Think It's Really St. John's Wort? Think Again

I win.  My husband and I argue all the time about vitamin pills and supplements.  I don't take anything other than fish oil but he believes in just about every claim ever made about supplements. 

Now I'm finally being proved right.  A new study has found that,  using DNA analysis, only two out of 12 companies tested sold supplements that were all completely genuine and free of plant substitution.  The others?  They contained fillers such as soy, rice, and wheat, or weeds or potentially harmful contaminants.

According to Sarah B. Weir at yahoo.com, researchers at a university in Ontario tested things like St. John's wort and echinacea -- and 42 others -- that are sold by 12 different companies in Canada and the United States, and they found that "one-third of the supplements contained none of the plant extracts indicated on the product label. "

In addition, 59 percent were contaminated with plant species not listed on the ingredients list, including "some that were considered toxic or allergy producing, as well as other potentially hazardous substances."  

The vitamin and supplement industry, though very profitable (and maybe that's why) at $5 billion a year in the U.S. alone, is not regulated.  So these pills that we take could be full of straight sugar, or formaldehyde (unlikely, I know), just about anything someone tries to make money off.

For years the industry has successfully fought off regulation.  David Schardt tells, senior nutritionist for the Center for Science in the Public Interest, "tells Yahoo Shine that previous studies have also shown that in an unregulated industry, supplements don't always contain what they are supposed to have," Weir reports.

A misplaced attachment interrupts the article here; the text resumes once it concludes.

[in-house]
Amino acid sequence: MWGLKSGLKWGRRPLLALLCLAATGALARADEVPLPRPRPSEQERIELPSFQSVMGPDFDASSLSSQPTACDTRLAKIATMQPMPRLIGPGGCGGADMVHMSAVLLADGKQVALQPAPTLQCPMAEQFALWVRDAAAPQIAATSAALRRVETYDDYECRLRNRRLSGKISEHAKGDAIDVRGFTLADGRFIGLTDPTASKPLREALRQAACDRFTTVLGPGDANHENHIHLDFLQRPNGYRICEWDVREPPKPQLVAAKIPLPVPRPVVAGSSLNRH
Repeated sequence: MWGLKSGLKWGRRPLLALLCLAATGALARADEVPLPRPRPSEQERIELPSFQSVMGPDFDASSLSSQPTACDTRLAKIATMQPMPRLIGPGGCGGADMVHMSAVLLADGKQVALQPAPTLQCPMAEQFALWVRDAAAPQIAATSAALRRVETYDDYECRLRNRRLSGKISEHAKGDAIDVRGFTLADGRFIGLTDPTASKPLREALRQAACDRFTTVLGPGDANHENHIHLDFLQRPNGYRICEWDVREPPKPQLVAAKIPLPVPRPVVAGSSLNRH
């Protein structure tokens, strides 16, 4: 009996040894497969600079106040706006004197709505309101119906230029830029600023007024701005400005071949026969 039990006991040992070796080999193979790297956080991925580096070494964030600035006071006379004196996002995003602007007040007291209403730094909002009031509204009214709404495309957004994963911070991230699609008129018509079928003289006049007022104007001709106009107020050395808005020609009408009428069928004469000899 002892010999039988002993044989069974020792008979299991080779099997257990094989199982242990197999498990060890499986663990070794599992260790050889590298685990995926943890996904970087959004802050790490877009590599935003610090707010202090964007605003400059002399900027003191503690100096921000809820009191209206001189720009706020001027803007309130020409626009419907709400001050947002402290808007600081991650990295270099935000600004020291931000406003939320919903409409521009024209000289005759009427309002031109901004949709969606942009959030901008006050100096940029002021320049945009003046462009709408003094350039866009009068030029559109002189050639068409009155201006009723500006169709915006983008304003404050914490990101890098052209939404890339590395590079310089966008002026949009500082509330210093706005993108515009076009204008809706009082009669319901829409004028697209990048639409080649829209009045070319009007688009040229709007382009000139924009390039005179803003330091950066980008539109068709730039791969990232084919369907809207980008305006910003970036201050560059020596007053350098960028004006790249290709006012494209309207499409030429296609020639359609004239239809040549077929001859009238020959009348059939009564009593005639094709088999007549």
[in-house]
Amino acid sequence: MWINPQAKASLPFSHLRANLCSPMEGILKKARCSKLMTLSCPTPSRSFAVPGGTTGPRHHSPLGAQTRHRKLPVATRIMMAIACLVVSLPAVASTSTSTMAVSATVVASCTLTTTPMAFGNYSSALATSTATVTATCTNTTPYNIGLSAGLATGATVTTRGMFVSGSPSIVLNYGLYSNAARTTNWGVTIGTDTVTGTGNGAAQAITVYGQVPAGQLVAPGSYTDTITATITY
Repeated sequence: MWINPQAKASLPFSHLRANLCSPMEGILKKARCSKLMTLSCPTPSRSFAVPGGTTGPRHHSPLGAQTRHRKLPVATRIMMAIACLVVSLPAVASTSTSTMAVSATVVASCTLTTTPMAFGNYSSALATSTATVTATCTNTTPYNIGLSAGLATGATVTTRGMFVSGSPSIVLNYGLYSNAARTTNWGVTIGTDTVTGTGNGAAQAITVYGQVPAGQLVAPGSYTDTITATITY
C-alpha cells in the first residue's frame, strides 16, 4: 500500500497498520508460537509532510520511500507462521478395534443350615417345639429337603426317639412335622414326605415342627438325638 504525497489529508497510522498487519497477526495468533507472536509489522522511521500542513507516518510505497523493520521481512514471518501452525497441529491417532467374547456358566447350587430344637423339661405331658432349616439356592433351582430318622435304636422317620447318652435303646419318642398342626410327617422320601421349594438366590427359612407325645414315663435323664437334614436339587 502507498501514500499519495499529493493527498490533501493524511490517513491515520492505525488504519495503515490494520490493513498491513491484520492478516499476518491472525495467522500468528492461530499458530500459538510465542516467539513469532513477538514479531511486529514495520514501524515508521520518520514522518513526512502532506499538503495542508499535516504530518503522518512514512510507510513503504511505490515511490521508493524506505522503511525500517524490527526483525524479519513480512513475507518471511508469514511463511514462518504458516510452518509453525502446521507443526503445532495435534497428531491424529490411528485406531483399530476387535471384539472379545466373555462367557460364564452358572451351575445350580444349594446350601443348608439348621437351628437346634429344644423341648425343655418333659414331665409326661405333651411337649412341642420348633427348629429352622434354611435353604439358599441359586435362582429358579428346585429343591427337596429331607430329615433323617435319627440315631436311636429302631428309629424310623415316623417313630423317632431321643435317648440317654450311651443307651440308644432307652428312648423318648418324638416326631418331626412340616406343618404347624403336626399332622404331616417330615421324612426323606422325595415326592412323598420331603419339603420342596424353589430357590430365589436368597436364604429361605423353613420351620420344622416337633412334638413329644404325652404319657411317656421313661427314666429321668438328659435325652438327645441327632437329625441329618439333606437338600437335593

He adds, "It's not impossible, but it may be hard for consumers to find quality products" at all.

Weir notes that most of us think if we can buy it at the pharmacy, or health food store, it must be safe.  But that's just not the case. "Unlike both prescription and over-the-counter drugs, which are strictly regulated, dietary supplements don't have to be proven safe and effective to the Food and Drug Administration before hitting the market."

While the FDA has banned some harmful products, such as ephedra, she writes, "It can be years before the FDA receives enough complaints to take action. And adverse reactions are shockingly underreported—the FDA estimates that there are as many as 50,000 'adverse events'  involving dietary supplements a year, while fewer than 1,000 are officially recorded."

It's not because they want to trick us, she goes on.  It's just that "the science of isolating active compounds is tricky, and growing and harvesting plants can introduce all sorts of contaminants. She says that a 2010 study of 40 herbal supplements by the Government Accountability Office found that a shocking 37 of them "tested positive for hazardous substances such as lead, cadmium, mercury, arsenic, and pesticides."

So what should you do if you want to try a vitamin or supplement?  Weir suggests talking to your doctor.  And I can't wait to tell my husband, "I told you so!" 





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